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Industry 1 | Repowering onshore windfarms cost-effective: ECIU

Research by the Energy and Climate Intelligence Unit (ECIU) has found that repowering UK onshore windfarms would be a “highly cost-effective” way of increasing the generation of cheap low-carbon electricity.

The report, Repower to the People, published on Tuesday, 27 March, found that an estimated 750 wind turbines located across 60 UK sites will reach the end of their scheduled operation within the next five years. The ECIU report suggested upgrading these potential windfarms with the latest turbine technology would boost the UK’s generating capacity by over 1.3GW. This is expected to yield an electricity output of more than 3TWh/ year, compared to a scenario in which the turbines are decommissioned at the end of their lives.

Moreover, currently, onshore wind is the cheapest source of new electricity generation capacity. Repowering projects is expected to save consumers more than £77mn/ year on energy bills, compared to generating the same amount of electricity from gas-fired power stations. In turn this should help reduce carbon emission, dependency on fossil fuels and support effort to meet climate change targets. The electricity generated is expected to be significantly cheaper than that from current onshore windfarms, which received more generous support at a time when less-developed technology needed higher subsidies.

The report highlighted the logic behind repowering windfarms, finding that most of the earliest windfarm locations have the best wind resource. Upgrading these turbines to increase their size and efficiency allows models to operate in a wider range of wind speeds and provide greater resilience to high winds in which older units were unable to operate safely, as well as improved performance at lower speeds. The report found improvements to a 4MW wind turbine can generate up to 50% more electricity over the course of a year than a typical 3MW unit.

Jonathan Marshall, Energy Analyst at the ECIU, said: “It makes sense to repower sites of the earliest windfarms, which tend to be in locations that have the best wind resource. Existing infrastructure including network connections can also be reused or upgraded at costs lower than for new sites.”

Furthermore, repowering onshore windfarms can benefit communities through boosting UK supply chains due to higher demand for high quality steel or payments from the developer. The creation of community funds is the most common way for windfarm owners to give back to the local area with a potential pay out of more than £100mn.

Commenting, Simon Clarke, Conservative MP for Middlesbrough South and East Cleveland, said: “Upgrading our oldest wind farms with the latest technology would […] provide a market for the newly re-invigorated British steel industry, cut greenhouse gas emissions faster and, given that repowering is the cheapest way for us to expand electricity generation, reduce bills for businesses and consumers.”

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Industry 2 | Property and construction industry calls for higher environmental standards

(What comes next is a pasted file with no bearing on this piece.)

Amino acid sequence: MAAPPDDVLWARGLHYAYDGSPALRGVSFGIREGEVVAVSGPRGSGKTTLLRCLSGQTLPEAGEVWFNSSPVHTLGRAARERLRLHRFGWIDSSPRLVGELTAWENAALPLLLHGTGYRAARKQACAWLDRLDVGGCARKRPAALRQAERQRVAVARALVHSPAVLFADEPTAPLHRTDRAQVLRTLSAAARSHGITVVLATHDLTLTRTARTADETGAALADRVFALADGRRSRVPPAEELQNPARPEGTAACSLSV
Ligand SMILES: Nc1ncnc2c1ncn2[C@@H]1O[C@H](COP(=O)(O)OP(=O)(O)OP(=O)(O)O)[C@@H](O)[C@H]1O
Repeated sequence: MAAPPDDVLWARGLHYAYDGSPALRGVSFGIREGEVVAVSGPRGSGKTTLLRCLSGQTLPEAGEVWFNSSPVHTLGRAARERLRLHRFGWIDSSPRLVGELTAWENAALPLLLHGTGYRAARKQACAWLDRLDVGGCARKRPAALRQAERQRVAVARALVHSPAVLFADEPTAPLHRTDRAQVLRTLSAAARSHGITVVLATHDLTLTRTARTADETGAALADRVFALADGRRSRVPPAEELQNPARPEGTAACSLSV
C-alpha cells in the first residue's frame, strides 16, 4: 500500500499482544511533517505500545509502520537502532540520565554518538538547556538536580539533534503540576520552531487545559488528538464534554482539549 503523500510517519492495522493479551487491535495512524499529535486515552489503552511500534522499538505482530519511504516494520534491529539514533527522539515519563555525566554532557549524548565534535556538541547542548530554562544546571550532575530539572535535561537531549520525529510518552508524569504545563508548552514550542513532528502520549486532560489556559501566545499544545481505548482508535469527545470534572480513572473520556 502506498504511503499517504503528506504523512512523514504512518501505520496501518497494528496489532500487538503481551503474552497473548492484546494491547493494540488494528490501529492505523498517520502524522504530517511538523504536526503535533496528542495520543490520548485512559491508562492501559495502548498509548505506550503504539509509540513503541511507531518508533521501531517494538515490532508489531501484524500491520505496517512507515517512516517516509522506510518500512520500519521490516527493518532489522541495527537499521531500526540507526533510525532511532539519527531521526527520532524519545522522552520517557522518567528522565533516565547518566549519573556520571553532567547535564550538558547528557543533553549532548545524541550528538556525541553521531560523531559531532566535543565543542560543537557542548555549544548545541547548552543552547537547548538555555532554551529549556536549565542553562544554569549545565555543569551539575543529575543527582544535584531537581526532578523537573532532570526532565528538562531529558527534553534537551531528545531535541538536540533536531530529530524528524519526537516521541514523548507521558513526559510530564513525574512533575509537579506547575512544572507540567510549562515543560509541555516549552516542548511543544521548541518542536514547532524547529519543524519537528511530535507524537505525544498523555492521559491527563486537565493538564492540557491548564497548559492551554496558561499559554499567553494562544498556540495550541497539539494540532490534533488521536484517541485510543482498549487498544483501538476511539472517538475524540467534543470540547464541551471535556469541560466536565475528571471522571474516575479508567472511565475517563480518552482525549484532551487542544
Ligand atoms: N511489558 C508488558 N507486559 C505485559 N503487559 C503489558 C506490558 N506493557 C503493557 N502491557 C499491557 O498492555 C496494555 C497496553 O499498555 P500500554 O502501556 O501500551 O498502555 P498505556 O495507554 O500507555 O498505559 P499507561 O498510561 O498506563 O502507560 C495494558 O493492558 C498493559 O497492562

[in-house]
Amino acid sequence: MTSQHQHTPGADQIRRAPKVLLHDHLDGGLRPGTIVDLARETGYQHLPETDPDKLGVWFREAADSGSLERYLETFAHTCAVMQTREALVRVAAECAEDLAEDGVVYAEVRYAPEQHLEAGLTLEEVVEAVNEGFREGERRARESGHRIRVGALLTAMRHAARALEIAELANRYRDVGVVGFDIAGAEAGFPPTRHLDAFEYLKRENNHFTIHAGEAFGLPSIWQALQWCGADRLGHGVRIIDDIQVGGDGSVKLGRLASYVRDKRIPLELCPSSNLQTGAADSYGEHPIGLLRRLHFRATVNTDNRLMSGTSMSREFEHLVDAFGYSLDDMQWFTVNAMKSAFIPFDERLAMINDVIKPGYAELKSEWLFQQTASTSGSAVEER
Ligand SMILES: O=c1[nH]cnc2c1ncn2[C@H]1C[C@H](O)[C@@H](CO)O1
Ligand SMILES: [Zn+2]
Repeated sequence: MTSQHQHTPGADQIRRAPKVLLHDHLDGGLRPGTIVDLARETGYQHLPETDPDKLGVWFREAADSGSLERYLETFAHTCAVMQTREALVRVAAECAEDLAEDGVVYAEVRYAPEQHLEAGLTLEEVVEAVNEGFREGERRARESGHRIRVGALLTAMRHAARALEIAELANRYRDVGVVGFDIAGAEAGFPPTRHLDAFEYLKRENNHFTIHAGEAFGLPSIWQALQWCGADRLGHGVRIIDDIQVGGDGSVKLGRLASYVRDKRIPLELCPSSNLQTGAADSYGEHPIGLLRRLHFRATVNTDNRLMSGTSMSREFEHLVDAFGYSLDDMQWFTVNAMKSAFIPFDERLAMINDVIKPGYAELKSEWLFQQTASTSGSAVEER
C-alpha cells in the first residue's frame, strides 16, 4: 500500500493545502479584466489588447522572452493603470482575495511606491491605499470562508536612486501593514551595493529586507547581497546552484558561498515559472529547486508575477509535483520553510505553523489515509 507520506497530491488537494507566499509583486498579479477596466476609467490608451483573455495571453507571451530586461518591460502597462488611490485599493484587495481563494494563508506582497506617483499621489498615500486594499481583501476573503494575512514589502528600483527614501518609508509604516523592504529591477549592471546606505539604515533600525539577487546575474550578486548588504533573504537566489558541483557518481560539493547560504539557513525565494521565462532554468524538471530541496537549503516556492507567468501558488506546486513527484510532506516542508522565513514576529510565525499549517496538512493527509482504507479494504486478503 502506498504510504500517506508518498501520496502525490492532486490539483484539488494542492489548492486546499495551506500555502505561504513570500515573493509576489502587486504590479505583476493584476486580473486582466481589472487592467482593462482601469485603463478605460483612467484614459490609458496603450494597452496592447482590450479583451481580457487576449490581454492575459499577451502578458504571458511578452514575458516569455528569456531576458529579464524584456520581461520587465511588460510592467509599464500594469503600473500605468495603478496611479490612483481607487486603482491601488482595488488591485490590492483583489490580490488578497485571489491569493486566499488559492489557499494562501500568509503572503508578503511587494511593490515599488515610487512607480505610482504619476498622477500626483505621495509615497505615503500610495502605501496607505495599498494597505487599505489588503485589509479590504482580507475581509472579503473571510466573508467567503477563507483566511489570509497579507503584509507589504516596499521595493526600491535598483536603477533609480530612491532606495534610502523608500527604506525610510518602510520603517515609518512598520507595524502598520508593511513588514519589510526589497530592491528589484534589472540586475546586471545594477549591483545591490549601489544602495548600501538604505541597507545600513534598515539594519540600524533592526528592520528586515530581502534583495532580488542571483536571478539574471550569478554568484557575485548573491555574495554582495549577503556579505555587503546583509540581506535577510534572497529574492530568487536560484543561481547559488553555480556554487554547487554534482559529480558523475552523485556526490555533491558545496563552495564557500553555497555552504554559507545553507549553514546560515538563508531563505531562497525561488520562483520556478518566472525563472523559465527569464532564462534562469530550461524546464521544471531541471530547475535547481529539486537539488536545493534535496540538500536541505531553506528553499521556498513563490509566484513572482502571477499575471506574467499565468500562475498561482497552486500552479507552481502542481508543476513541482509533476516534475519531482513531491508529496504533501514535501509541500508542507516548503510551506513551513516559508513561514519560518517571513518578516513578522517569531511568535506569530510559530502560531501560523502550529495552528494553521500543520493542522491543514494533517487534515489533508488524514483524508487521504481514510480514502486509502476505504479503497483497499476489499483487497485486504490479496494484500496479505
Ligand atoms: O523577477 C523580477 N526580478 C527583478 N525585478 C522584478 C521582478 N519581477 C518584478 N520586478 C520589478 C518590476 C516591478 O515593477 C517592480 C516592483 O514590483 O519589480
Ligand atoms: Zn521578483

A group of over 50 businesses from across the property and construction industry have signed an open letter to ministers calling for the introduction of a policy that would require all new buildings to be built to net-zero carbon standards by 2030.

In a statement, on Sunday, 25 March, the group, led by UK Green Building Council (UKGBC), called on the government to “swiftly confirm” that from 2020 energy performance standards will be significantly improved. The letter also asks ministers to give the industry medium and long-term policy certainty, to drive significant investment and catalyse innovation.

Julie Hirigoyen, CEO of the UKGBC, said: “We’ve heard a lot from government recently on the environmental agenda, with some impressive commitments in the Clean Growth Strategy and the 25 Year Environment Plan. Now it’s time for the government to act on those commitments, with the industry’s backing, and put policy in place to turn their low-carbon aspirations into reality.”

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Industry 3 | PSRC and ESRC announce new centre to research energy demand

The Engineering and Physical Sciences Research Council (EPSRC) has announced the creation of the UK Centre for Research on Energy Demand, which it is developing in partnership with the Economic and Social Research Council (ESRC).

The new centre, announced on Monday, 26 March, will focus on energy demand from a systemic, socio-technical perspective and aims to examine the energy demand related aspects of the transition to a secure, affordable, and low-carbon energy system.

The facility will be funded with £19.5mn from the council partnership and expected to bring together a world-leading and multi-disciplinary group of researchers led by Professor Nick Eyre, at the University of Oxford. The Centre involves over 40 academics at 13 institutions across the UK. The proposed programme of research is expected to have several themes which align with elements of the governments clean growth strategy, especially in areas such as ‘Improving Business and Industry Efficiency’, ‘Improving our Homes’ and ‘Accelerating the Shift to Low Carbon Transport’.

Professor Nick Eyre, said: “The goals of a secure, affordable, low carbon energy system are only achievable if energy demand is reduced, decarbonised and made more flexible. Understanding how these changes can happen is a major inter-disciplinary research challenge.”